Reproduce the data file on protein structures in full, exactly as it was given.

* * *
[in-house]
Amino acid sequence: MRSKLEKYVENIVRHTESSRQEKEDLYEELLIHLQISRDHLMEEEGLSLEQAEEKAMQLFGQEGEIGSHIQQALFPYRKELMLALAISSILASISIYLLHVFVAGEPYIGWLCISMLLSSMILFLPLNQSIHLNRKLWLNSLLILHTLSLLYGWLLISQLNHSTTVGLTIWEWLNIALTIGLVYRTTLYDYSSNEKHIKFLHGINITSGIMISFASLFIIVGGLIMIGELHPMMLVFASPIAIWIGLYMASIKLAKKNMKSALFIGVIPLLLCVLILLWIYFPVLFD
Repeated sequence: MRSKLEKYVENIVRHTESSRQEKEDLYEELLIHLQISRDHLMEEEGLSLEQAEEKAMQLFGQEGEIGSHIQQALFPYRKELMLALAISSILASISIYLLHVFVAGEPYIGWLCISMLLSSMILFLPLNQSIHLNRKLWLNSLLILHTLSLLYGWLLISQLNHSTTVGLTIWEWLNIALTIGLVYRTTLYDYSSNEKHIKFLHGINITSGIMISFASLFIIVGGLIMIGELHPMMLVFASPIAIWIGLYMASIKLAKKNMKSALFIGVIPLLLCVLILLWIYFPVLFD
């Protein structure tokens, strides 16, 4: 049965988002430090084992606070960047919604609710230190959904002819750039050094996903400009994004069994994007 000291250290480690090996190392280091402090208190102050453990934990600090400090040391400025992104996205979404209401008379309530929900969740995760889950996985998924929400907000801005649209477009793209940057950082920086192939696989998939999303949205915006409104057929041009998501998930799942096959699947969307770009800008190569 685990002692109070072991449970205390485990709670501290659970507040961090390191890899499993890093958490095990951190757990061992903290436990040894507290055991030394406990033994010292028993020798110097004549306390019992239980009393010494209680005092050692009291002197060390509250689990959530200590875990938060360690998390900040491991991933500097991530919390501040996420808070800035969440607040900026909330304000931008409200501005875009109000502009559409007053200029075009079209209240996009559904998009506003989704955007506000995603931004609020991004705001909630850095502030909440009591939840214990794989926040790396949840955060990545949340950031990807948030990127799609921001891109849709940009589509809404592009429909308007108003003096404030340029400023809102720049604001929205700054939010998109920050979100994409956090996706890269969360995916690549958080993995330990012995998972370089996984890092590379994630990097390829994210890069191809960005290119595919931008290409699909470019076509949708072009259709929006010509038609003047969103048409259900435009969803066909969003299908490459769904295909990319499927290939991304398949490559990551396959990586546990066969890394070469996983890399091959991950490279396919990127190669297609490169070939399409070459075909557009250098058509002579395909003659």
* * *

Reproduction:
[in-house]
Amino acid sequence: MRSKLEKYVENIVRHTESSRQEKEDLYEELLIHLQISRDHLMEEEGLSLEQAEEKAMQLFGQEGEIGSHIQQALFPYRKELMLALAISSILASISIYLLHVFVAGEPYIGWLCISMLLSSMILFLPLNQSIHLNRKLWLNSLLILHTLSLLYGWLLISQLNHSTTVGLTIWEWLNIALTIGLVYRTTLYDYSSNEKHIKFLHGINITSGIMISFASLFIIVGGLIMIGELHPMMLVFASPIAIWIGLYMASIKLAKKNMKSALFIGVIPLLLCVLILLWIYFPVLFD
Repeated sequence: MRSKLEKYVENIVRHTESSRQEKEDLYEELLIHLQISRDHLMEEEGLSLEQAEEKAMQLFGQEGEIGSHIQQALFPYRKELMLALAISSILASISIYLLHVFVAGEPYIGWLCISMLLSSMILFLPLNQSIHLNRKLWLNSLLILHTLSLLYGWLLISQLNHSTTVGLTIWEWLNIALTIGLVYRTTLYDYSSNEKHIKFLHGINITSGIMISFASLFIIVGGLIMIGELHPMMLVFASPIAIWIGLYMASIKLAKKNMKSALFIGVIPLLLCVLILLWIYFPVLFD
């Protein structure tokens, strides 16, 4: 049965988002430090084992606070960047919604609710230190959904002819750039050094996903400009994004069994994007 000291250290480690090996190392280091402090208190102050453990934990600090400090040391400025992104996205979404209401008379309530929900969740995760889950996985998924929400907000801005649209477009793209940057950082920086192939696989998939999303949205915006409104057929041009998501998930799942096959699947969307770009800008190569 685990002692109070072991449970205390485990709670501290659970507040961090390191890899499993890093958490095990951190757990061992903290436990040894507290055991030394406990033994010292028993020798110097004549306390019992239980009393010494209680005092050692009291002197060390509250689990959530200590875990938060360690998390900040491991991933500097991530919390501040996420808070800035969440607040900026909330304000931008409200501005875009109000502009559409007053200029075009079209209240996009559904998009506003989704955007506000995603931004609020991004705001909630850095502030909440009591939840214990794989926040790396949840955060990545949340950031990807948030990127799609921001891109849709940009589509809404592009429909308007108003003096404030340029400023809102720049604001929205700054939010998109920050979100994409956090996706890269969360995916690549958080993995330990012995998972370089996984890092590379994630990097390829994210890069191809960005290119595919931008290409699909470019076509949708072009259709929006010509038609003047969103048409259900435009969803066909969003299908490459769904295909990319499927290939991304398949490559990551396959990586546990066969890394070469996983890399091959991950490279396919990127190669297609490169070939399409070459075909557009250098058509002579395909003659």